RUBE GOLDBERG MACHINE - STUDENT WORK
Research and create a Rube Goldberg-type machine in three-dimensions using Autodesk Maya and compile it in Adobe Premiere or After Effects. The sky's the limit on this assignment. We did not have any requirements as to what the machine would do or look like or any shapes we had to start with.
I wasn't sure, at first, how I was going to approach this assignment. As I have written before, I really like clear parameters. Sometimes left to my own devices, I can fall down a rabbit hole. But I kept my head and thought of things around my house and around my neighborhood.
I decided I wanted the machine to be like a children's room. My son is very much into Hot Wheels, so the spiral track was one of the first things I drew. While my son is too small to really play basketball, he always wants to try to throw the ball into the hoops at the park and at local fairs. So I added a basketball hoop and ball into the mix. My son also loves slides of every kind, so I had to put a slide in there. The rest of the objects kind of came about as I tried to figure out how I could get each object to trigger the next. I just kept drawing different items until I was happy enough with the results.
Then it was time to turn my drawing into a 3D world. I fired up Maya and set to work modeling each object. After I was happy with the models, I unwrapped them to prepare them for textures. I wanted this again to feel playful but not be garish, so I was careful in the colors and textures I chose.
Next, I created some simple rigs for some of the objects so they would be easier to animate. Once that was completed, it was finally time to start testing out some animations. The animation process is hands down the longest part of the process. It's a bit of trial and error and whole lot of tweaking until the animation is believable. None of these items really have any weight. It is up to the animator to determine their weight and relationship to each other in the 3D space.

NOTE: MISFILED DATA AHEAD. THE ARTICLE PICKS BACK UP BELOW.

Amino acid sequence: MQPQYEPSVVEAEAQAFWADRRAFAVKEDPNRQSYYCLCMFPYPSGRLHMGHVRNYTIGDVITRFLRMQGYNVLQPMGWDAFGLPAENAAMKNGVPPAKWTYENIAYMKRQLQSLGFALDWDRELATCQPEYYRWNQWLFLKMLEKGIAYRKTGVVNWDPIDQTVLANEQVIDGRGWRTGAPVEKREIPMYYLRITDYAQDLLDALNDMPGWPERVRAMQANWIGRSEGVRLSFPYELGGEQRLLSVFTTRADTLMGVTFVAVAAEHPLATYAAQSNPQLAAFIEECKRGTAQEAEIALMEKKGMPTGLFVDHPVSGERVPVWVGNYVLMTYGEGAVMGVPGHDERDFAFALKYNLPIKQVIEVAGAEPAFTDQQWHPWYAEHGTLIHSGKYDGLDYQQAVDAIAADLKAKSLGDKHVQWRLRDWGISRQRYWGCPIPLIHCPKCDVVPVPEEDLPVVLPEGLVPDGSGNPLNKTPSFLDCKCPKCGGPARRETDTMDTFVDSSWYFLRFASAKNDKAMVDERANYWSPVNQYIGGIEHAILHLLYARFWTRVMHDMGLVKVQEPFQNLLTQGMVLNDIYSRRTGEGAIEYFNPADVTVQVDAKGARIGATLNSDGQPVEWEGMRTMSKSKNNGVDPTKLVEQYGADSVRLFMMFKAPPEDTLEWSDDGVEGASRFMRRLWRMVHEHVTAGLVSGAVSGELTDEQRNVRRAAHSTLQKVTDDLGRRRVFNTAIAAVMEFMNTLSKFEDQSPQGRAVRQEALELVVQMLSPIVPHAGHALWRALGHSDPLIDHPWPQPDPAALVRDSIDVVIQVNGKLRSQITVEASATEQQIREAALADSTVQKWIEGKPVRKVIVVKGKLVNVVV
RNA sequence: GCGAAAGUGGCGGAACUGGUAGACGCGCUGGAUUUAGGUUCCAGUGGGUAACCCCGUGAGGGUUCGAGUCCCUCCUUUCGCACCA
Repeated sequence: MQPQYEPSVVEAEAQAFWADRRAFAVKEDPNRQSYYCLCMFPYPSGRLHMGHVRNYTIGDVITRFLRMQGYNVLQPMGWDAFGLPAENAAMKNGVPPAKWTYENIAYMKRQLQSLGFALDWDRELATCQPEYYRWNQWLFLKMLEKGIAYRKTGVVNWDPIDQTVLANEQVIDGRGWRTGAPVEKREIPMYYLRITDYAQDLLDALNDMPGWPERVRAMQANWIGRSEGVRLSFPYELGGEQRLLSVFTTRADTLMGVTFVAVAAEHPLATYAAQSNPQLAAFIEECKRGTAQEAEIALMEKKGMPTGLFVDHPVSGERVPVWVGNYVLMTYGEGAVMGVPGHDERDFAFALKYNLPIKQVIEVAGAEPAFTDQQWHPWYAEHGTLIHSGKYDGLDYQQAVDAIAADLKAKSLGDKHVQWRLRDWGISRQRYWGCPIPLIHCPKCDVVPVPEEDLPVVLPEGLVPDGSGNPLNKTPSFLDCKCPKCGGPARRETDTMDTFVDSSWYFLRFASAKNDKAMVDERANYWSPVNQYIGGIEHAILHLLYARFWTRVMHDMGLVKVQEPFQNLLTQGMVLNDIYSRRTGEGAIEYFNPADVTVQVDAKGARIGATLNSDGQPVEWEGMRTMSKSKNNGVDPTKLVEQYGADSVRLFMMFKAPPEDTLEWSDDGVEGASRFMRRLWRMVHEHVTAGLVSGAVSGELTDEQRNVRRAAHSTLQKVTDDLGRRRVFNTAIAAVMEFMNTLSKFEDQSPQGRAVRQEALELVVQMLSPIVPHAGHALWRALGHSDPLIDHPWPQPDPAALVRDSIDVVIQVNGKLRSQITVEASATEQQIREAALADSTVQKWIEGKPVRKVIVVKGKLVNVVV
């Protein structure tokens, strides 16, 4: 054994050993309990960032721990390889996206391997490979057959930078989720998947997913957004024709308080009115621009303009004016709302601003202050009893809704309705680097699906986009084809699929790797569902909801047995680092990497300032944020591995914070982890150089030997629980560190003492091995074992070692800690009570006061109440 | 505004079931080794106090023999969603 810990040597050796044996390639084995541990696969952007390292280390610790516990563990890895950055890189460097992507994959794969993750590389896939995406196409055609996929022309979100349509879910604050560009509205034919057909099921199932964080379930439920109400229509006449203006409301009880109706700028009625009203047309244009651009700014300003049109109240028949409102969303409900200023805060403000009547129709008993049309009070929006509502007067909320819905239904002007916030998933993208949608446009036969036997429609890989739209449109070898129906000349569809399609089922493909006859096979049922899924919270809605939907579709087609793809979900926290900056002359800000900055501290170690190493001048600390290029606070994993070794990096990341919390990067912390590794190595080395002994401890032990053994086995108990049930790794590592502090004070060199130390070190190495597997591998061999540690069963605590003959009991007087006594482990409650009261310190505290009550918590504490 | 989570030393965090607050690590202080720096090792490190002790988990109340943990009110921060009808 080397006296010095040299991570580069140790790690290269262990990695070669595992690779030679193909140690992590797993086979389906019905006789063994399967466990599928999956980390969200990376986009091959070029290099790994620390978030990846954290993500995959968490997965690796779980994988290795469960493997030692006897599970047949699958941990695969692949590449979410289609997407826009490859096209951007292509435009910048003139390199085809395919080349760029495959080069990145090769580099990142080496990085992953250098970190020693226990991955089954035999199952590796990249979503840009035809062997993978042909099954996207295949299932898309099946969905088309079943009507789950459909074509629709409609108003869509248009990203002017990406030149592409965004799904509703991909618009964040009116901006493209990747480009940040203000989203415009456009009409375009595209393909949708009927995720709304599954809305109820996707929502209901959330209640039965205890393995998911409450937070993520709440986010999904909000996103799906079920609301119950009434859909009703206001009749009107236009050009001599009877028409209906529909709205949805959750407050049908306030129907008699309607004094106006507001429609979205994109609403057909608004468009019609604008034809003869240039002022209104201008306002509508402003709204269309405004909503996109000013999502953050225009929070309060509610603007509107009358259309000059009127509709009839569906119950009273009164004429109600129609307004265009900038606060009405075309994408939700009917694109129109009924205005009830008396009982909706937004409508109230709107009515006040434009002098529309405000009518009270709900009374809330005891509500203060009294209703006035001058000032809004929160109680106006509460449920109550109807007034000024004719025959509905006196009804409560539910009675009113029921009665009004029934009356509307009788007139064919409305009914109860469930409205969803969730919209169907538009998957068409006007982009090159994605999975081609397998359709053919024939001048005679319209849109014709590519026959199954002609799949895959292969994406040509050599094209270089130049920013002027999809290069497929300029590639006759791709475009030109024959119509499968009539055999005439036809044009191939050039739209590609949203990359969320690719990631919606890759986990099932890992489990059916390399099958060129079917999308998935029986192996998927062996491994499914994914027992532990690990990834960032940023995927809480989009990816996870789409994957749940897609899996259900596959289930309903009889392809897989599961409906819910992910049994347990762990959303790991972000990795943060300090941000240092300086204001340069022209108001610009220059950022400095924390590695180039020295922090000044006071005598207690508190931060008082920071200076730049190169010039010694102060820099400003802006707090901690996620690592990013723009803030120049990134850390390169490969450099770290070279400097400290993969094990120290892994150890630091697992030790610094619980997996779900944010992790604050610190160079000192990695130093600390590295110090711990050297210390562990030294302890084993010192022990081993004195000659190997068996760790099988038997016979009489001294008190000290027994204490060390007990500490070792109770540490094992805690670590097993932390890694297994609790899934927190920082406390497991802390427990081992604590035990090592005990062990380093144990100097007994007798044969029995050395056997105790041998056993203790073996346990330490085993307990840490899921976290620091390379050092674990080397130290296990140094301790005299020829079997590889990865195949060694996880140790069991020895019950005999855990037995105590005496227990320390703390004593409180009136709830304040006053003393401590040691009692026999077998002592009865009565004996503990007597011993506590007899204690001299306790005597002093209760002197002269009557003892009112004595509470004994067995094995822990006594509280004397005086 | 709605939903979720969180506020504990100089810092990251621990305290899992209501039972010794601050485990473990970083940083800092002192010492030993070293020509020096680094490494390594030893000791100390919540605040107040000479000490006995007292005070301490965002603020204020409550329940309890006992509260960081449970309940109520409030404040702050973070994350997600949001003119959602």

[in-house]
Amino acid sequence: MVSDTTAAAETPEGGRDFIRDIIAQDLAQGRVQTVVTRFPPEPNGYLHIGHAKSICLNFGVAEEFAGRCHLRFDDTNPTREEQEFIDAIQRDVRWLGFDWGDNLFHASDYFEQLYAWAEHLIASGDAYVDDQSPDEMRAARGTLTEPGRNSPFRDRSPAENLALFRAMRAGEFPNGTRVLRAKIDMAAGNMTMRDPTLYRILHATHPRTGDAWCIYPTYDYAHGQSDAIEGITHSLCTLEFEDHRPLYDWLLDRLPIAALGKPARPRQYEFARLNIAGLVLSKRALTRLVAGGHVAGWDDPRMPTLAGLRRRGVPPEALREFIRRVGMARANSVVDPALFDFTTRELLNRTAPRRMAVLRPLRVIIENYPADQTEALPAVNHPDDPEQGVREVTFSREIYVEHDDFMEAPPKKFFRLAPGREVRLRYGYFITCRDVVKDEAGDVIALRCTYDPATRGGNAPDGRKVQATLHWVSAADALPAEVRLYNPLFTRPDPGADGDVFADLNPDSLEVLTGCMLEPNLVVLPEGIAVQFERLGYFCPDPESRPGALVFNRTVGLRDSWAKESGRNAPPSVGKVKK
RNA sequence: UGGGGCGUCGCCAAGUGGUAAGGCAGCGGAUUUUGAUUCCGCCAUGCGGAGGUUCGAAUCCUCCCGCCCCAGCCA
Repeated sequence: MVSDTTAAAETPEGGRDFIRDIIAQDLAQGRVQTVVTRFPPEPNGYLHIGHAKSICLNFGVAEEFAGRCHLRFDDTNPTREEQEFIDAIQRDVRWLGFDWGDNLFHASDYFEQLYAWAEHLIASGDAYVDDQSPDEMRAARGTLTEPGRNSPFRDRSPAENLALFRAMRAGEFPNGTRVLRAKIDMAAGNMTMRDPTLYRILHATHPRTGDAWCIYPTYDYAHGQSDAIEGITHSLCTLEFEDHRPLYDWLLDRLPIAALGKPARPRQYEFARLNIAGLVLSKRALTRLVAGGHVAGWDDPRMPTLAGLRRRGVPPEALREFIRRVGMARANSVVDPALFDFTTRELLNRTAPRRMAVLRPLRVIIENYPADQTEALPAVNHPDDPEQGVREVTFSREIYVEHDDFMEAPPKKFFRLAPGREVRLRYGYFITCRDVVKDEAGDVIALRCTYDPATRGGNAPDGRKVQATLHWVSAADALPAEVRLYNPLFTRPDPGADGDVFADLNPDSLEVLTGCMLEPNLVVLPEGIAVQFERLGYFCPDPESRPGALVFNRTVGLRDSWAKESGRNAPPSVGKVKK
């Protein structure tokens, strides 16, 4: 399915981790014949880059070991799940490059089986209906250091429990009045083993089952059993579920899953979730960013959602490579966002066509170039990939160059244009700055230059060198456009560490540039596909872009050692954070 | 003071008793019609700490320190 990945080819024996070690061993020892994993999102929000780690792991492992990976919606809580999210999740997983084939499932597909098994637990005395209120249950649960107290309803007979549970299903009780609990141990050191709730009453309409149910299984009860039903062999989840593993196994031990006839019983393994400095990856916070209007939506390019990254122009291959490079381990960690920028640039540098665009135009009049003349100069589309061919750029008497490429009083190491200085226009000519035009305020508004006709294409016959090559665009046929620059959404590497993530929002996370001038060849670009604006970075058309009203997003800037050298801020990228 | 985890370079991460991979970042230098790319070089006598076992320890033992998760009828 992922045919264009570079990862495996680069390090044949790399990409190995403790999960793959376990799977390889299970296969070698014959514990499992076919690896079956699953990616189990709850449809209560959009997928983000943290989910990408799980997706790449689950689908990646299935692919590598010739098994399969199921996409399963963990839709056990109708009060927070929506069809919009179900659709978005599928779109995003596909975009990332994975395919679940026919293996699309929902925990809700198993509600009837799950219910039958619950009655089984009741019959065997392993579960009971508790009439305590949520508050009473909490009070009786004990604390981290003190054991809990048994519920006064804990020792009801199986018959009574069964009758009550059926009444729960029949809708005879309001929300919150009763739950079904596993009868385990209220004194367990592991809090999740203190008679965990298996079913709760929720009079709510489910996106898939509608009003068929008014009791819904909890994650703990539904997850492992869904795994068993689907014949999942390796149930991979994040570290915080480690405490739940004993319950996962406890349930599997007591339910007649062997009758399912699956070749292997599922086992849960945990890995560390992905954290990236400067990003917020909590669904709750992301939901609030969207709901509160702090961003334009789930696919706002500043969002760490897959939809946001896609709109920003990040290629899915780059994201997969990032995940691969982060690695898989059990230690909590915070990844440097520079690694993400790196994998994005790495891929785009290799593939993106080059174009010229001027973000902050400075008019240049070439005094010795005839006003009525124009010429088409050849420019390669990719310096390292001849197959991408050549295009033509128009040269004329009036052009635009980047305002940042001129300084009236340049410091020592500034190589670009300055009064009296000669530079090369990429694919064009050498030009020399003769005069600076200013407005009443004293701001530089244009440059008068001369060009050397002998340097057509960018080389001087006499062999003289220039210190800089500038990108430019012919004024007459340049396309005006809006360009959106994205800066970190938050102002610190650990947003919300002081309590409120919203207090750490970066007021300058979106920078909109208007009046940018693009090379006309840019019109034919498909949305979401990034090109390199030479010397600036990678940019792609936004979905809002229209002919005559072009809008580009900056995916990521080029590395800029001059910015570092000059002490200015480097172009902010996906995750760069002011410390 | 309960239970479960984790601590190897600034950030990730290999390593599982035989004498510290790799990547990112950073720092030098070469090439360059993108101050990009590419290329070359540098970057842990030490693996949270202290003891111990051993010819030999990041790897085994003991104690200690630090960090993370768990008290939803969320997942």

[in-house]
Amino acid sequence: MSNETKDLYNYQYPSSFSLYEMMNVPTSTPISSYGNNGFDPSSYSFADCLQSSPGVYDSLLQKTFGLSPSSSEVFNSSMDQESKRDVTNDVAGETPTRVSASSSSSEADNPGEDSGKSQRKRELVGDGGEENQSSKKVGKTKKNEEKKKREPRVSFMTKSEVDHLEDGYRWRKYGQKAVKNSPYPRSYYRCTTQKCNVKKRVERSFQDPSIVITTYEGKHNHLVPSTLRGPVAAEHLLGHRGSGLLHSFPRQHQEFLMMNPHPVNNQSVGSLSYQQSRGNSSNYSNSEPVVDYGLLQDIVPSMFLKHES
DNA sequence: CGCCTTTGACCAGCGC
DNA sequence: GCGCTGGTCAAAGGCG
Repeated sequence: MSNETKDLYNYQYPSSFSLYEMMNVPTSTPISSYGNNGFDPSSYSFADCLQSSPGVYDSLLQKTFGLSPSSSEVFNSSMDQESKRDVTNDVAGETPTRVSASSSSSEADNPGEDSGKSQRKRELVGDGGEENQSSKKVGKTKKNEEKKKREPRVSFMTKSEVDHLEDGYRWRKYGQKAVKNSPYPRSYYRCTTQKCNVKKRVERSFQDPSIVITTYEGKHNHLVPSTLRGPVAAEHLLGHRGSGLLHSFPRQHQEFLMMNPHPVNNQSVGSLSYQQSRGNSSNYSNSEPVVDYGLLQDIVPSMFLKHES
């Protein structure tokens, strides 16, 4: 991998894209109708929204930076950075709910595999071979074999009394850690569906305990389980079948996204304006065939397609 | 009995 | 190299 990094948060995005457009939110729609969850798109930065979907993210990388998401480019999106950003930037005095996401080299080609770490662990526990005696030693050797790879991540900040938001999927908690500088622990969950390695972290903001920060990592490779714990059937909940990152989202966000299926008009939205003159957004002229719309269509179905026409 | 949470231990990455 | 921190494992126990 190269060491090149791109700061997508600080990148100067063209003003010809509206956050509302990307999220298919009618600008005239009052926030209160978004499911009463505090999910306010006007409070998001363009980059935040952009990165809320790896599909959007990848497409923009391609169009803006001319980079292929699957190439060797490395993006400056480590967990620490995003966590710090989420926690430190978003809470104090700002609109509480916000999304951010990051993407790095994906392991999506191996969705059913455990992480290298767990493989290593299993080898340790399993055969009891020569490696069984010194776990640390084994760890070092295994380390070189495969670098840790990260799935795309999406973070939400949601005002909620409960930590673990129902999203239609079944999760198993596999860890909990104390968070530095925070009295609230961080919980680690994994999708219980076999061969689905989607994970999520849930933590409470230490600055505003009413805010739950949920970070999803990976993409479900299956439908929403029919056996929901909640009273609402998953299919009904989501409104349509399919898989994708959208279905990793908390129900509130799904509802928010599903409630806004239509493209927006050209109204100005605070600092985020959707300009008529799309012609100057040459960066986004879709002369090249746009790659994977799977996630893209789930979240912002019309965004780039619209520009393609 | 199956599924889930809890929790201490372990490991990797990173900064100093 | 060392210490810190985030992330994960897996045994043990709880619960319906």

And with that, I created many test renders (playblasts - low-res versions of the final render) to check that the animations are working and tweak where needed. Then, I rendered out the animation as individual PNG files (image files).
Since each camera angle was rendered separately (5 in total), I brought each one into Adobe Premiere.
I used the main camera angle to start laying in sound effects. Some of the effects I had as part of a library of sounds I have created and/or purchased over the years. The rest were newly created sounds for the piece. I cleaned up and modified the sound effects I recorded in Adobe Audition.
Back in Premiere, I imported all of the individual sound files and carefully placed them on the timeline to correspond with the actions taking place in the video. Next, I used Premiere's multi-camera feature to switch back and forth between the different cameras so I could capture the action at the best camera angles. It's a wonderful tool and records the changes in real-time as you are switching through them. Once I was happy with the camera angles, I rendered out the final video.
I'm very happy with the final result (otherwise I wouldn't be showcasing it here). Of course, there are things that could use improving, like cleaning up some secondary animations and improving the "physics" of some of the animations. But the overall experience is exactly as I had hoped it would be. And most importantly, my son loves it! He likes to watch it over and over again.